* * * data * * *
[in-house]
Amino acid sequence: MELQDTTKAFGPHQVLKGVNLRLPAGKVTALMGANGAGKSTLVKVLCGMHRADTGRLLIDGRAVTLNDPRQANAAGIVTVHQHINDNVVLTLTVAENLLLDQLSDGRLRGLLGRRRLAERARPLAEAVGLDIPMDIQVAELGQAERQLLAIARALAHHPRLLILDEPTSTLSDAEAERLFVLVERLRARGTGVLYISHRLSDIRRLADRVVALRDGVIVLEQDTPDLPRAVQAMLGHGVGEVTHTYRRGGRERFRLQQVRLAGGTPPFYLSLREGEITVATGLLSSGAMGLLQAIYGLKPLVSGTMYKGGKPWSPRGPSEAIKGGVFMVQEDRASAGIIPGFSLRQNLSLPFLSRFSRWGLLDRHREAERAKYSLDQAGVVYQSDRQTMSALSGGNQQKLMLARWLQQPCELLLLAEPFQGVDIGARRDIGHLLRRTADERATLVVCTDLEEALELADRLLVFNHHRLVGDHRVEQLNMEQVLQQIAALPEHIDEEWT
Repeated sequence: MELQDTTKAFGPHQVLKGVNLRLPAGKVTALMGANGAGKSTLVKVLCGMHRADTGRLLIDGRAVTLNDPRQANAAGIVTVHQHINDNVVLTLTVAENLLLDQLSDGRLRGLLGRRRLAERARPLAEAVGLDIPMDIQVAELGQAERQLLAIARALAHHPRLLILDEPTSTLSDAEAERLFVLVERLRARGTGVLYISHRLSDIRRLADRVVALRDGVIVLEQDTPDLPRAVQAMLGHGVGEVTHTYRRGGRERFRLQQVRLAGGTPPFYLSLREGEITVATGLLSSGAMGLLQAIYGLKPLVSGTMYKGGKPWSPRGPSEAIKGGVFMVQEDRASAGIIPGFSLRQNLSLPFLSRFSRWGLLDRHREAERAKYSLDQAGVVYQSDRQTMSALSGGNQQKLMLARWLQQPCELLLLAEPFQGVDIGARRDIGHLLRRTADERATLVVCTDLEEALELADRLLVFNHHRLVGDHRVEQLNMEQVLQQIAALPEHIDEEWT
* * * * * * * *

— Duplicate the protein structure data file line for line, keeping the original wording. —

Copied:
[in-house]
Amino acid sequence: MELQDTTKAFGPHQVLKGVNLRLPAGKVTALMGANGAGKSTLVKVLCGMHRADTGRLLIDGRAVTLNDPRQANAAGIVTVHQHINDNVVLTLTVAENLLLDQLSDGRLRGLLGRRRLAERARPLAEAVGLDIPMDIQVAELGQAERQLLAIARALAHHPRLLILDEPTSTLSDAEAERLFVLVERLRARGTGVLYISHRLSDIRRLADRVVALRDGVIVLEQDTPDLPRAVQAMLGHGVGEVTHTYRRGGRERFRLQQVRLAGGTPPFYLSLREGEITVATGLLSSGAMGLLQAIYGLKPLVSGTMYKGGKPWSPRGPSEAIKGGVFMVQEDRASAGIIPGFSLRQNLSLPFLSRFSRWGLLDRHREAERAKYSLDQAGVVYQSDRQTMSALSGGNQQKLMLARWLQQPCELLLLAEPFQGVDIGARRDIGHLLRRTADERATLVVCTDLEEALELADRLLVFNHHRLVGDHRVEQLNMEQVLQQIAALPEHIDEEWT
Repeated sequence: MELQDTTKAFGPHQVLKGVNLRLPAGKVTALMGANGAGKSTLVKVLCGMHRADTGRLLIDGRAVTLNDPRQANAAGIVTVHQHINDNVVLTLTVAENLLLDQLSDGRLRGLLGRRRLAERARPLAEAVGLDIPMDIQVAELGQAERQLLAIARALAHHPRLLILDEPTSTLSDAEAERLFVLVERLRARGTGVLYISHRLSDIRRLADRVVALRDGVIVLEQDTPDLPRAVQAMLGHGVGEVTHTYRRGGRERFRLQQVRLAGGTPPFYLSLREGEITVATGLLSSGAMGLLQAIYGLKPLVSGTMYKGGKPWSPRGPSEAIKGGVFMVQEDRASAGIIPGFSLRQNLSLPFLSRFSRWGLLDRHREAERAKYSLDQAGVVYQSDRQTMSALSGGNQQKLMLARWLQQPCELLLLAEPFQGVDIGARRDIGHLLRRTADERATLVVCTDLEEALELADRLLVFNHHRLVGDHRVEQLNMEQVLQQIAALPEHIDEEWT